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Seven Brothers by Aleksis Kivi
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Seven Brothers (1870)

by Aleksis Kivi

Other authors: See the other authors section.

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English (5)  Finnish (1)  All (6)
Showing 5 of 5
First published in 1870, Seven Brothers is considered the first novel written in Finnish. Previously, Finnish novels had been written in Swedish, or even Latin. The introduction tells us that the critical condemnation of Seven Brothers was fierce, for it was written in a "realistic" or naturalist style, and Finland was still enraptured with the Romantic novel. This fierce condemnation evidently led to Kivi's mental breakdown and premature death just two years later.

The seven boisterous, brawling Jukola brothers live in rural Finland. They are just entering adulthood when their mother dies, leaving them parentless. And while they bicker endlessly with each other, they remain fiercely loyal as well, presenting a united front to the outside world, which wants them to simmer down, to put it mildly. The adventures of these brothers as well as the evolution of their internal relations and their development into mature adults provide the novel's course. But the narrative seems almost as much to be a parable about life in general and Finnish rural culture in particular. One of the brothers, Aapo, is often asked to tell folk tales to the rest in moments of crisis. He does so, at fair but entertaining length, and these "set pieces" (as Borje Vahamaki's Introduction refers to them) add a lot to the novel's flow and richness, and provide insight into the culture of the time and place, as well.

The beginning of the novel was a little hard for me to get through, to be honest, as the immature bickering among the brothers made me impatient. But eventually the characters did evolve, and I became more attuned to the flow of the narrative, as well. My enjoyment was enhanced by the fact that I bought my copy of Seven Brothers at the incredible Academic Bookstore in downtown Helsinki when my wife and I vacationed in Finland a few years back. I don't know why it took me so long to actually read the book, but I'm glad that I finally have. ( )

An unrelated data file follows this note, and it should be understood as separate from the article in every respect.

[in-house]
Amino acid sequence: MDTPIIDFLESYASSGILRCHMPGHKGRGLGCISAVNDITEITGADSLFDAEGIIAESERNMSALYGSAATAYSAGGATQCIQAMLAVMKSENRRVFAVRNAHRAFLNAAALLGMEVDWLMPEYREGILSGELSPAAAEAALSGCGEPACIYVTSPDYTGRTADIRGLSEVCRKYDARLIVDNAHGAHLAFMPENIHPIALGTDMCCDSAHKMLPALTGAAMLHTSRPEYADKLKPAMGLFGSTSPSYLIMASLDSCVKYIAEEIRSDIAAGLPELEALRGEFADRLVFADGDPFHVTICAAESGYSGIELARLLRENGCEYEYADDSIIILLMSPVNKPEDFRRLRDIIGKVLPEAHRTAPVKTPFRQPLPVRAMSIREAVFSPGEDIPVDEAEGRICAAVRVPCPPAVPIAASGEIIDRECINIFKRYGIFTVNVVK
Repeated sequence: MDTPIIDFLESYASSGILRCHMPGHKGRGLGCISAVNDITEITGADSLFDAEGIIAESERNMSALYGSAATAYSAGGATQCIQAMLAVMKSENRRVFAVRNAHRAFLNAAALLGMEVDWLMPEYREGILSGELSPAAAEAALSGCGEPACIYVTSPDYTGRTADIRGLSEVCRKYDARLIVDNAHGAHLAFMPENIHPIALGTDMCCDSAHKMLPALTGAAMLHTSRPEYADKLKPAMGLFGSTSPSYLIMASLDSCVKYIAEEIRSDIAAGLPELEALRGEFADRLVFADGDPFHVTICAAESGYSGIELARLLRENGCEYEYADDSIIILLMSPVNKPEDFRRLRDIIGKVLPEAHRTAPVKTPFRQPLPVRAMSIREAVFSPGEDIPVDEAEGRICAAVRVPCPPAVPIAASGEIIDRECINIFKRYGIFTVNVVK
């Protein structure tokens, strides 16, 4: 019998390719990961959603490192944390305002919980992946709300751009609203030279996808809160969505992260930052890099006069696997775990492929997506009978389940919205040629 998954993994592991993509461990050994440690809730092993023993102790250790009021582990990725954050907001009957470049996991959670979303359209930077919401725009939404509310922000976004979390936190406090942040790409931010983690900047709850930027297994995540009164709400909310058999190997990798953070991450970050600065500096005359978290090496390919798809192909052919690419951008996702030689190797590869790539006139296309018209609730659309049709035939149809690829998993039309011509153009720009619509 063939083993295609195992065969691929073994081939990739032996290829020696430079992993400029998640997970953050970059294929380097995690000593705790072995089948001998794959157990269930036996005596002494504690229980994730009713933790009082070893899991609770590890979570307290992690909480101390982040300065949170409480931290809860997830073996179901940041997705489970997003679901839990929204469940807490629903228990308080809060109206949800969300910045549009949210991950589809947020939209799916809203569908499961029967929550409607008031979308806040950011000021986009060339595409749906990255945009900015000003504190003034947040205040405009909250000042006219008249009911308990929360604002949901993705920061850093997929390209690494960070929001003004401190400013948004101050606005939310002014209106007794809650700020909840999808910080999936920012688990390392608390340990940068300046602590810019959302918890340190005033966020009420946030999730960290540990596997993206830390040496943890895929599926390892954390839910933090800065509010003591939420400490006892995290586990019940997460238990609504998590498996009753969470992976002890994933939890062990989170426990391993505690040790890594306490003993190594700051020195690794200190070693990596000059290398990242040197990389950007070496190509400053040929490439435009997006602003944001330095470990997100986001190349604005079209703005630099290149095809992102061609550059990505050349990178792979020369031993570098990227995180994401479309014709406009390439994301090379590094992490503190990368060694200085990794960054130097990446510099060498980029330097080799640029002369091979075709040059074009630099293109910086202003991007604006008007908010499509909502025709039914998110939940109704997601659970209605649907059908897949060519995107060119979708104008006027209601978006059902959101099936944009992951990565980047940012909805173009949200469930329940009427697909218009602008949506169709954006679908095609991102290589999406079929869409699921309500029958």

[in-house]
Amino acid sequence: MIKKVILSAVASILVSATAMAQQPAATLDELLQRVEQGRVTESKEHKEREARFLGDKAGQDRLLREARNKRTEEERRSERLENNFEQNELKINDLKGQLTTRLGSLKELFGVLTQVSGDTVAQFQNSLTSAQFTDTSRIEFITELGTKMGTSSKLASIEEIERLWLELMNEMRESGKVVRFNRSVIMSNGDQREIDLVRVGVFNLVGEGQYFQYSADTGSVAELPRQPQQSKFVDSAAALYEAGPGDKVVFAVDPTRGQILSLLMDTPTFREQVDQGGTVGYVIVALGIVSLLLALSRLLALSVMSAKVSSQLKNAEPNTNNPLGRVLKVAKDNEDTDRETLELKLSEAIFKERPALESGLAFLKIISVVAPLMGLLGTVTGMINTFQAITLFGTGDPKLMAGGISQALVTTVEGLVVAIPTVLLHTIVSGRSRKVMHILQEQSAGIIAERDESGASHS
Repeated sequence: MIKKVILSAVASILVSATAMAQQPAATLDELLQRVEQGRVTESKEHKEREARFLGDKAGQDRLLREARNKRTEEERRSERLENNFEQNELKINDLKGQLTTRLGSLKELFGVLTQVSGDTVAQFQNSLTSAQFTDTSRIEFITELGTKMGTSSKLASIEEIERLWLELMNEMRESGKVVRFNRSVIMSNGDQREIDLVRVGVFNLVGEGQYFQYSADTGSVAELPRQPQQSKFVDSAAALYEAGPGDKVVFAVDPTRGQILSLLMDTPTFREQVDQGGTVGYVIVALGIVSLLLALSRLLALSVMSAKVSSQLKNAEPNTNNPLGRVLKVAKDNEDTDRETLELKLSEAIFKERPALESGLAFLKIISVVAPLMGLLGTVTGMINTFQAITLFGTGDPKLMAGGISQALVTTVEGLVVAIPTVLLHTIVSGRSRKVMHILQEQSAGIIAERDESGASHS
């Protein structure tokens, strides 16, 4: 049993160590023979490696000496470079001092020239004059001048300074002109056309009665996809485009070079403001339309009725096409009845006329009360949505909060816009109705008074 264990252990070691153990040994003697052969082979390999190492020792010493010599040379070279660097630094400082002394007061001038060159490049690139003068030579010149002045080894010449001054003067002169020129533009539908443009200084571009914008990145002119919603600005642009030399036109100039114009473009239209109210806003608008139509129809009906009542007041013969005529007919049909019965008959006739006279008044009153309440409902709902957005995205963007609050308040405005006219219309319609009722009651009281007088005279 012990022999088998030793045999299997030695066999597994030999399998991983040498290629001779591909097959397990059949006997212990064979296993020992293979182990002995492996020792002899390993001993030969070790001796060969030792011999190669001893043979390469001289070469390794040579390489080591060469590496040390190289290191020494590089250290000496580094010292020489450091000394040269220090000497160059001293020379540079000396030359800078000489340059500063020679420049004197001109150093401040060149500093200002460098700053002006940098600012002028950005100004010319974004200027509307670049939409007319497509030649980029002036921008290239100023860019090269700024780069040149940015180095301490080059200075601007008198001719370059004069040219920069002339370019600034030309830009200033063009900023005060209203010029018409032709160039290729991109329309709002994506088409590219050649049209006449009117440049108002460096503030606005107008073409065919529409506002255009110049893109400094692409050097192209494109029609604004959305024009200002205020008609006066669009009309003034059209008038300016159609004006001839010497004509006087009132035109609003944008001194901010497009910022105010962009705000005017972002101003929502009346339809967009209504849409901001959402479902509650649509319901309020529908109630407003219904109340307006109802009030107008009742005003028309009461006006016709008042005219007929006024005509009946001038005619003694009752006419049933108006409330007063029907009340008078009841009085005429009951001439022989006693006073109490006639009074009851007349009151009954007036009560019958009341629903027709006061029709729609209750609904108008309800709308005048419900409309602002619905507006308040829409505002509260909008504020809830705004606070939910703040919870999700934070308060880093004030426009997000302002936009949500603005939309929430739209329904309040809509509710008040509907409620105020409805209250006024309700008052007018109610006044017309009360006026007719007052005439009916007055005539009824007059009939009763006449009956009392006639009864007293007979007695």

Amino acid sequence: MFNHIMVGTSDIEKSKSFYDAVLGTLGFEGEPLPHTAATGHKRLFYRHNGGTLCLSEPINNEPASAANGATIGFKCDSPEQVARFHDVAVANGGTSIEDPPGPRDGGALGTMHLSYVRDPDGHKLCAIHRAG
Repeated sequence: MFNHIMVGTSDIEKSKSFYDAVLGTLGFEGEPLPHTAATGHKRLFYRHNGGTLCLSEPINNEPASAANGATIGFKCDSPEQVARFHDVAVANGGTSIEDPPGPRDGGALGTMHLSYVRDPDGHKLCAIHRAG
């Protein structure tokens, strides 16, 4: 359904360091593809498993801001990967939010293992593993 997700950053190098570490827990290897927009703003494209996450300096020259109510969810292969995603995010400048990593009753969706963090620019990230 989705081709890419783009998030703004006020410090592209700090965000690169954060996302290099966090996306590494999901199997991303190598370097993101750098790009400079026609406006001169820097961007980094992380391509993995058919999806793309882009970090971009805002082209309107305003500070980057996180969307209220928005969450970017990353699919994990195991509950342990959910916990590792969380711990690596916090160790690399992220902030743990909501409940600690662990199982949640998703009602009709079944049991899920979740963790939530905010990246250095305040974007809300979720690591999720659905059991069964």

rocketjk | Oct 22, 2016 |
Seven brothers on the Finnish countryside, all in their late teens and early twenties and more than a little rough around the edges, find themselves orphaned as their father dies during an unfortunate bear hunt. Not entirely up to the responsibility, the eldest brother Juhani, implusive, sentimental and quick to anger, steps up to run the farm as family head. But the brothers aren’t ready for this kind of quiet life. After discovering six of them love the same woman (the exception being the silent Lauri, who’d prefer to take to the woods) they go to her to propose, and to their shame Vesla rejects them one and all. As if this wasn’t enough they get into a nasty fight with the boys from the next village, and the priest gets his hands on them to force them to learn to read and write. Unable to stand this chore, they break a window and escape to the woods – following the plan of Lauri.

The novel then deals with the ten years the brothers spend in the forest, making a life for themselves. In the beginning the focus is on hunting, comical episodes involving alcohol and fire and long quarrels, often ending in violence. But as time and the book progresses, it becomes more about their work building a homestead: clearing land, sowing crops, starving when the harvest fails and generally maturing. In the end, they return to their father’s farm as grown men, ready for marriage, learning and a humble life.